Are congressional Republicans really cooling on Trump?

Senate Republicans are cooling on Trump?
(Image credit: Nicholas Kamm/AFP/Getty Images)

If you think you've noticed an increase in congressional Republicans willing to openly criticize President Trump, political reporters definitely have. "There wasn't a dramatic public break or an exact moment it happened," The Associated Press reports. "But step by step, Senate Republicans are turning their backs on President Donald Trump." The New York Times says the "shotgun marriage" between Trump and congressional Republicans has entered a new, chilly phase, where "congressional fear is low" and "eyes are rolling with greater velocity." At The Washington Post, the headline question is: "Can this marriage be saved? Relationship between Trump, Senate GOP hits new skids."

And in ways big and small, congressional Republicans are more or less openly defying or ignoring Trump now. Trump and his aides have been hectoring Senate Republicans to reconsider legislation to repeal ObamaCare, and GOP senators are saying no and even starting to work with Democrats; the House and Senate passed new sanctions on Russia opposed by Trump with veto-proof majorities; senators are defending former colleague Attorney General Jeff Sessions from Trump's attacks with increasing vigor; and Sen. Jeff Flake (R-Ariz.) just published a book highly critical of Trump and the "Faustian bargain" Republicans made with him.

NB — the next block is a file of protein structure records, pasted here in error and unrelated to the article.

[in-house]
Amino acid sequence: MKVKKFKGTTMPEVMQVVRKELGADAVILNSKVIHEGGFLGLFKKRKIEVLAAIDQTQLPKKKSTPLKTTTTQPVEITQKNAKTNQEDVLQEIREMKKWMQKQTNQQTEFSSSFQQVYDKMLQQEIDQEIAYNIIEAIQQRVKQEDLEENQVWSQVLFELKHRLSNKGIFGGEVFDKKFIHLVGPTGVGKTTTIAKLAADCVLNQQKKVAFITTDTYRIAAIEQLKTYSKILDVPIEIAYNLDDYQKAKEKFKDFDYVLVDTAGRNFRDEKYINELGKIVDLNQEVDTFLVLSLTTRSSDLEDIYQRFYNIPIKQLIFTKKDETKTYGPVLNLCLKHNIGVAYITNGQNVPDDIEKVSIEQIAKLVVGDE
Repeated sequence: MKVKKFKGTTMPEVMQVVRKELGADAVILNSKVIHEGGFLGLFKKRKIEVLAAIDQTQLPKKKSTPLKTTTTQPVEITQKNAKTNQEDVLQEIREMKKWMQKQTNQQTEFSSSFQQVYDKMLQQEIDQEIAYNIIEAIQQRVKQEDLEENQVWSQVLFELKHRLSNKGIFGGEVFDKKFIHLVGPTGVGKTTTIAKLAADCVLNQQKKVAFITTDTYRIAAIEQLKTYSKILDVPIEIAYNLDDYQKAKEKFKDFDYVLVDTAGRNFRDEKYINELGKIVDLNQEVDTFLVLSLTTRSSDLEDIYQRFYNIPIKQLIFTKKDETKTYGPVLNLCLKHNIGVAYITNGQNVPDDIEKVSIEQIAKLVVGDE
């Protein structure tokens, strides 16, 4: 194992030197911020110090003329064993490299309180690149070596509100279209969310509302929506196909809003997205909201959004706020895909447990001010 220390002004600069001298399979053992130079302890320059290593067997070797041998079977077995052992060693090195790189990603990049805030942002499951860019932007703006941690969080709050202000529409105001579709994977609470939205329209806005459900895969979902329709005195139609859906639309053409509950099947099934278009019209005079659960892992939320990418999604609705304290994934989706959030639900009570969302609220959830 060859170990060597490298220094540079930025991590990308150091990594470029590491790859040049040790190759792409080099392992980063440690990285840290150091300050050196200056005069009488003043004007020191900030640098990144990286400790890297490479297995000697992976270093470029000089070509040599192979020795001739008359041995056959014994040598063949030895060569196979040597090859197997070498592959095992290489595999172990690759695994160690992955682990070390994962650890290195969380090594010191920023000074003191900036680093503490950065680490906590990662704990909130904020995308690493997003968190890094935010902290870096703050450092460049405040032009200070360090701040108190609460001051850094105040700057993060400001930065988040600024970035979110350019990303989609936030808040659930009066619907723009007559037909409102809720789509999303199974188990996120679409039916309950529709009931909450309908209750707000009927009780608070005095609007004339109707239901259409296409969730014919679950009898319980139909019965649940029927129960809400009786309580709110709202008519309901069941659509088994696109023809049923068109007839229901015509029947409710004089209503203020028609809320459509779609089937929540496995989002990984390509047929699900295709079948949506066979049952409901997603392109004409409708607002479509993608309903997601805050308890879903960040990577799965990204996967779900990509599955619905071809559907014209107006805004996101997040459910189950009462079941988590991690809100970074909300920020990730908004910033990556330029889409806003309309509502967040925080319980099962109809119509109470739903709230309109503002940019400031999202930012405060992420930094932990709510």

And then there are the quotes from Republican Party stalwarts. "Ever since we've been here, we've really been following our lead," said Sen. Bob Corker (R-Tenn.). "Almost every bit of this has been 100 percent internal to Congress." "We work for the American people. We don't work for the president," said Sen. Tim Scott (R-S.C.), a fairly anodyne statement of fact that AP called "surprisingly tough words from a Republican whose state Trump won easily less than a year ago."

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The ramping up of criticism of Trump is mostly in the Senate, where few Republicans have competitive re-election fights next year, but it's not yet clear how it will translate into action. That's partly because the president has a trump card: Trump and his party "remain tightly linked by a force more powerful than politics or personal ties: cash," AP notes in a separate article on Wednesday. "Trump's fundraising prowess is the engine of the Republican National Committee and a lifeline for every Republican planning to rely on the party for financial help during next year's congressional races."

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